A Financial History of Cooper Union
A “Desperate State of Affairs”
Even without the polytechnic, finances were a struggle. Philanthropy wasn’t forthcoming beyond the founding family and its friends. Family members stepped in to cover deficits and unforeseen expenses. Peter Cooper’s children paid for repairs to the Foundation Building in 1884 and the addition of the seventh floor in 1892. Gifts also were received from the children of William Cooper, Peter’s brother.
“It is a startling fact”, wrote Humphreys, “that in the 67 years between 1859 and 1926 there were 33 deficit years – in effect, in one year out of every two, the income was insufficient to meet the expenses. (Only the marked increase of the return on the Lexington Avenue property provided a breathing spell for this desperate state of affairs.)”
A reliance on the family and its circles (including Wilson Hunt, a trustee and donor) to cover operating shortfalls made for an implicit financial model in which periodic gifts were used to plug budget gaps, often at the expense of building up an endowment that could sustain the institution into the future. Humphreys describes a bill that was paid by Peter Cooper’s children “with money originally scheduled to increase their father’s endowment”.[i]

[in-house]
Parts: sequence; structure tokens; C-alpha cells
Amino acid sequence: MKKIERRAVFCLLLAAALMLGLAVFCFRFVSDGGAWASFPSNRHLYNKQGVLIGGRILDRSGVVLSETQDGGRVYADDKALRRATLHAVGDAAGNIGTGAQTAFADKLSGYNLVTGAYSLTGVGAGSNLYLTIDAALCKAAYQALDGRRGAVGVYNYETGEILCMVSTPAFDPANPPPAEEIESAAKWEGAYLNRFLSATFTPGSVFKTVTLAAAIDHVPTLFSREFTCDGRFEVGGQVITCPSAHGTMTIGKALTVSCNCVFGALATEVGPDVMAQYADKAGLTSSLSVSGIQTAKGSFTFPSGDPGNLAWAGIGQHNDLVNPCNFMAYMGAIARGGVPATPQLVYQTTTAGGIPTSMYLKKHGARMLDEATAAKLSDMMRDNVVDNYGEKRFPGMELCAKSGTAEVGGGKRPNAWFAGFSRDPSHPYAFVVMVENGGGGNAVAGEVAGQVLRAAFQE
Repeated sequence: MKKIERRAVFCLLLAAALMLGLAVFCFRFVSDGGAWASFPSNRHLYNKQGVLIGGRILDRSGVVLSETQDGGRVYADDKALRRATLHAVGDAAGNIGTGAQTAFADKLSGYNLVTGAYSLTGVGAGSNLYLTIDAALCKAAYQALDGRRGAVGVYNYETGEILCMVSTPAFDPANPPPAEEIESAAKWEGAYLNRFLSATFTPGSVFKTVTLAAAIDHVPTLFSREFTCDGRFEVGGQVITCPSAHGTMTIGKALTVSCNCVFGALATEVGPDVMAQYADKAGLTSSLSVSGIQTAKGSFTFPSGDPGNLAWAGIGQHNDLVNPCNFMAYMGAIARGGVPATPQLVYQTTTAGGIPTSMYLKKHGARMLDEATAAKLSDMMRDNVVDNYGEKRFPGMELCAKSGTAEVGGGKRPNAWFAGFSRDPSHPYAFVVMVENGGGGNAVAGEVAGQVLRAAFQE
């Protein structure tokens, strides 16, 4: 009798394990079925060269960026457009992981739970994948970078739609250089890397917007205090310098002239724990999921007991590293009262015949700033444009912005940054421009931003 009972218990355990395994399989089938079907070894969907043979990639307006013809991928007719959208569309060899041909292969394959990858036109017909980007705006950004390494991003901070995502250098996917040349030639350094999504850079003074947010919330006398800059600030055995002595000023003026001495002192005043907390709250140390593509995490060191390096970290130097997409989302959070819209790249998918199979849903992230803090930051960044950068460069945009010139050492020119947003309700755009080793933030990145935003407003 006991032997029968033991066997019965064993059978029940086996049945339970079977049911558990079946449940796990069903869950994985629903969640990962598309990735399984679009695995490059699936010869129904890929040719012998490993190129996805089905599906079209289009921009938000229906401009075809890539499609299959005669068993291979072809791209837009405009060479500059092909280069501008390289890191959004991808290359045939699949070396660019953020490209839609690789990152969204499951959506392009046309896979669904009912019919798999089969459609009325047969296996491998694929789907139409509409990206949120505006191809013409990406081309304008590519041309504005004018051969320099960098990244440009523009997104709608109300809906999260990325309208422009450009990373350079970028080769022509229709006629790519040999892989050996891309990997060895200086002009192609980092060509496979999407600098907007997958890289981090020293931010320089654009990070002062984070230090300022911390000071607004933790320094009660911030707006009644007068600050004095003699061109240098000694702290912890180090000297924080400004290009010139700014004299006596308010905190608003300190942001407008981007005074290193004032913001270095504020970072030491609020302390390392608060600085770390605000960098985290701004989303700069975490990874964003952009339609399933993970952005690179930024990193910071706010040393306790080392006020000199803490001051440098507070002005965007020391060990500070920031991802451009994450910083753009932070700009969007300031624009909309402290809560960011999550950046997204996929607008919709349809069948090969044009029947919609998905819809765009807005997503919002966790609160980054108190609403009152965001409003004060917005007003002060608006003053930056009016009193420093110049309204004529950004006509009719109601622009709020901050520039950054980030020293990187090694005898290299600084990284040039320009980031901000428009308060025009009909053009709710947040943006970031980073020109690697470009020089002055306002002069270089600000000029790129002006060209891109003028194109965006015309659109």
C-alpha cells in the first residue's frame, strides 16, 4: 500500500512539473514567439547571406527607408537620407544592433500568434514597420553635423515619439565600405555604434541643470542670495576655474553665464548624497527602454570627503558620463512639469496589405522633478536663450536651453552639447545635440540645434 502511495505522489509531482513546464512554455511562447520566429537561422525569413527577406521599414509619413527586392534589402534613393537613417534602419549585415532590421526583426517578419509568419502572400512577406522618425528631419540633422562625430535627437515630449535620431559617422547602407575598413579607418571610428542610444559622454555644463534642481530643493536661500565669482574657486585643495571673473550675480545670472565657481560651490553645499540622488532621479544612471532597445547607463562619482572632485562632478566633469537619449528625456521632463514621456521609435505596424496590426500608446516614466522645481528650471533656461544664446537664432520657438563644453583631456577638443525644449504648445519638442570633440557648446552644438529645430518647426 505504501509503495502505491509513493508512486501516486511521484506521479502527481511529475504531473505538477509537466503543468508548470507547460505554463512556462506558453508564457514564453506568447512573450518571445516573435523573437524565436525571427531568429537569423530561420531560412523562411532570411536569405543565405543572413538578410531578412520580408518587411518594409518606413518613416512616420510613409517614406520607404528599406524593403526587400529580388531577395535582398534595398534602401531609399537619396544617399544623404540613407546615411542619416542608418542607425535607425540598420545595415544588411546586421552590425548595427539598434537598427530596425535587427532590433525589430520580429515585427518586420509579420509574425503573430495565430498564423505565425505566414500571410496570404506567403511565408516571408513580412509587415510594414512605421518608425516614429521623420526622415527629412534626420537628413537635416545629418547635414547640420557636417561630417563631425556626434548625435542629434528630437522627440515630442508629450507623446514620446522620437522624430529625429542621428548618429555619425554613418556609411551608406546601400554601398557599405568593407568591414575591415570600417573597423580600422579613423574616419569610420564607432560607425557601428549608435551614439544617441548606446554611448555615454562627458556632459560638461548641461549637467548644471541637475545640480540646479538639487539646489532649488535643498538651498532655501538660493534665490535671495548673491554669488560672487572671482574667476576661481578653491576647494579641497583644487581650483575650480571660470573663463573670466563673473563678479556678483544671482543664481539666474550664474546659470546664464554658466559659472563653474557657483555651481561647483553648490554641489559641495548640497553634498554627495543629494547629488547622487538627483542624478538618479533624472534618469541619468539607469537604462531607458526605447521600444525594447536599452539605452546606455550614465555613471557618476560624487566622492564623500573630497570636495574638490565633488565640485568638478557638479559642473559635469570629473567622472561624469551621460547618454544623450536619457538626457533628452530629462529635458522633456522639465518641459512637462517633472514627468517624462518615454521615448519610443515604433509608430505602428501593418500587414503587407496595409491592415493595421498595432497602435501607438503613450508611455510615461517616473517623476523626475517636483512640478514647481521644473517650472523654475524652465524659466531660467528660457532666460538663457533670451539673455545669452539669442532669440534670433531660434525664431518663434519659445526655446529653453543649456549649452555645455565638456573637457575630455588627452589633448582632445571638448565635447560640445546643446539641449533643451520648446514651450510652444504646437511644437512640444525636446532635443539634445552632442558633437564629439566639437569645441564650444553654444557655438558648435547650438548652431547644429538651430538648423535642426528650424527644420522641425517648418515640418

Peter Cooper had planned the Foundation Building to house stores (hence the archways on the east and west sides, which were the store fronts), whose owners would pay rent to the institution. He persuaded the New York State Legislature to grant the new institution a tax exemption from the rental income from those shops, as well as from “all endowments at any time to be made”,[ii] on the condition that the proceeds would be used toward the uses, intents and purposes enumerated in the Charter.[iii]
Critics accused him of using his institution as cover for a tax exemption for a commercial enterprise.[iv] He responded by inviting critics to see the wonderful work being done on the upper floors, which was supported by the rental income on the ground floor. He also made sure that rental revenue was handled directly by the corporation and not by him.
[i] Richard F. Humphreys, “To Correct a Prevailing Impression…”, At Cooper Union, 1964 (Fall).
[ii] Chapter 297 of the Laws of 1859, New York State.
[iii] op. cit., Charter
[iv] Edward C. Mack, Peter Cooper, Citizen of New York. Duell, Sloan and Pearce, 1949.